Random Thoughts From Uncle Dale: The ADA 29 Years and Counting.

A couple of weeks ago Shelby Hintze, a television producer and the daughter of my cousin, asked me to review the script of a segment she was planning for a local Sunday talk show discussing the ADA’s 29th anniversary.

See if you can spot the part that I helped write, Grin.

https://youtu.be/FtMyIQU35r0

(The prepared video transcript. I am working on a transcript for the live portion.)

Voice of Shelby Hintze

According to the 2010 Census—nearly 20 percent of the U.S. population has some sort of disability. That’s one in five people in this country. As the Baby Boomer generation ages—that number is expected to grow a lot.

Despite the sheer numbers, the unemployment rate for disabled Americans is nearly twice the rate of their able-bodied peers. But historically, that’s an improvement. 29 years ago—our country took a big step in the civil rights of disabled Americans when President George H. W. Bush signed the Americans with Disabilities Act—also known as the ADA.

Activists argued that people with disabilities were not as disabled by their bodies as they were by their environment. They had a right to access all the services of their able-bodied peers. King Jordan, the first deaf president of Gallaudet University, said, “We’re not asking for any favors. … We’re simply asking the same rights and equality any other American has.” In what is described as the biggest catalyst to the bill’s signing 60 activists left their wheelchairs and dragged themselves up the 83 steps to the U-S Capitol, in what’s called The Capitol Crawl. The bill was signed four months later. Since 2000, 181 countries have signed disability civil rights laws inspired by the ADA.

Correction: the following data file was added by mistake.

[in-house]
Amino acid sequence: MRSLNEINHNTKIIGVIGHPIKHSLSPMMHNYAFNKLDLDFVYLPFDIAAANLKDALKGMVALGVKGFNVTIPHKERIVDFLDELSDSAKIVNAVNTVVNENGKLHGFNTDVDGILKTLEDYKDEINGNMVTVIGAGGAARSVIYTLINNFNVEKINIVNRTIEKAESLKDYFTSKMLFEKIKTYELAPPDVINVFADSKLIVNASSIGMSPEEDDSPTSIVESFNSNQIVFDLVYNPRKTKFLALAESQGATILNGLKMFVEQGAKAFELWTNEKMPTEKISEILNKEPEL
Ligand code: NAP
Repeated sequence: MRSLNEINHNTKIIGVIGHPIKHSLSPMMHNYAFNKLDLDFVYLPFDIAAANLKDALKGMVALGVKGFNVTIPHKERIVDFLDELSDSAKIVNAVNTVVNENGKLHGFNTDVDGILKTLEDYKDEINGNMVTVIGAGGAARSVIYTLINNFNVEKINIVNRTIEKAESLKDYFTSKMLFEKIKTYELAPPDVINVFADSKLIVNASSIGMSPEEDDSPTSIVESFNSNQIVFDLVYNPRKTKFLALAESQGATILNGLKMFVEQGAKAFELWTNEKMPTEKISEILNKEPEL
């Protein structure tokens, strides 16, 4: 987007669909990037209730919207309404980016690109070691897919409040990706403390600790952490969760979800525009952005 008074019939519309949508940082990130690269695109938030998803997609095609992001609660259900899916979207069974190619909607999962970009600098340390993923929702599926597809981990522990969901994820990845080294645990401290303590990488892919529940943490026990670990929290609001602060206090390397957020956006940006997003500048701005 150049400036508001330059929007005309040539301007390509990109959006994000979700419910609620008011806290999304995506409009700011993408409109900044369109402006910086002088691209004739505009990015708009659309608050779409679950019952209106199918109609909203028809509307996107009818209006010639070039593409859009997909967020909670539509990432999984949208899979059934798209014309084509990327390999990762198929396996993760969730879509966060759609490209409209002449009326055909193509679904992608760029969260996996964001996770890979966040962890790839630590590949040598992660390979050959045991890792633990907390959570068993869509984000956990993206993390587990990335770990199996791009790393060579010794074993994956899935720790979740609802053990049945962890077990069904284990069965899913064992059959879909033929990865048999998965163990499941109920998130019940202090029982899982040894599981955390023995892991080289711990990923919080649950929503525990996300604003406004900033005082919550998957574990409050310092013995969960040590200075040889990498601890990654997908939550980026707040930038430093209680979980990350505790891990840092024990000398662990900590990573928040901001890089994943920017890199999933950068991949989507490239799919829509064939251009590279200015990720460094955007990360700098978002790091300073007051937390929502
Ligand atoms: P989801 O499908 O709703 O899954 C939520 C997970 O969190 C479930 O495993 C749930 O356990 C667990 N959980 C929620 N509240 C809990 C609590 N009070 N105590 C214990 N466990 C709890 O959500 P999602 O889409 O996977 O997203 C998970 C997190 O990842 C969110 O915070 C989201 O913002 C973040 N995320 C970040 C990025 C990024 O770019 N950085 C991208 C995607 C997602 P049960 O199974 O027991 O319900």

When we think of the ADA, we often think of improving access for wheelchair users. But it’s more than that. It offers protections for the deaf community, people who are blind, people with chronic illnesses.

One of the biggest misconceptions about the ADA is how it is enforced. The law is mostly complaint based. For example, while new buildings are required to have things like ramps, accessible restrooms, and Braille on signs—there is no one who checks these regulations and must be solved through mediation or court.  

For example–Under Title III of the ADA, Deaf people are promised “effective communication” but that really isn’t defined by the law. So if a Deaf person goes to a doctor for example, the doctor gets to decide what “effective communication” means. In this case, it could mean the doctor decides writing notes back and forth is enough–instead of using a certified sign language interpreter, which the Deaf patient may want. The Deaf person cannot do anything legally unless they can prove the communication was ineffective. That can be very hard to prove. If they do win the case, the Deaf person is then only entitled to another appointment with that same doctor, this time with an interpreter. Title III does not allow someone monetary damages beyond legal fees.

Just recently—a Utah family made national headlines after they were denied service at an Ogden restaurant because one of the children used a service animal. That was illegal. But outside of court, there is no way to actually make people follow the law.

The ADA did a lot to change the world for disabled people. But for many activists, it is just the beginning.

Note From Uncle Dale: Go Somewhere

I’m sitting in the Charles DeGaulle Airport in Paris on my way to Malta for a week (look it up. Grin).

Being on a trip like this always gets me thinking about all I learn just being in “not America.”

How we got to Malta is a little bit of a story in and of itself, but, in a rare moment of self-editing I will not tell it here, because if I do I will never get to the reason I sat down to type this out with my thumbs in the first place.

Suffice it to say it had a lot to do with never having met anyone who had been to Malta. As my Note will hopefully emphasize, that is reason enough to go almost anywhere.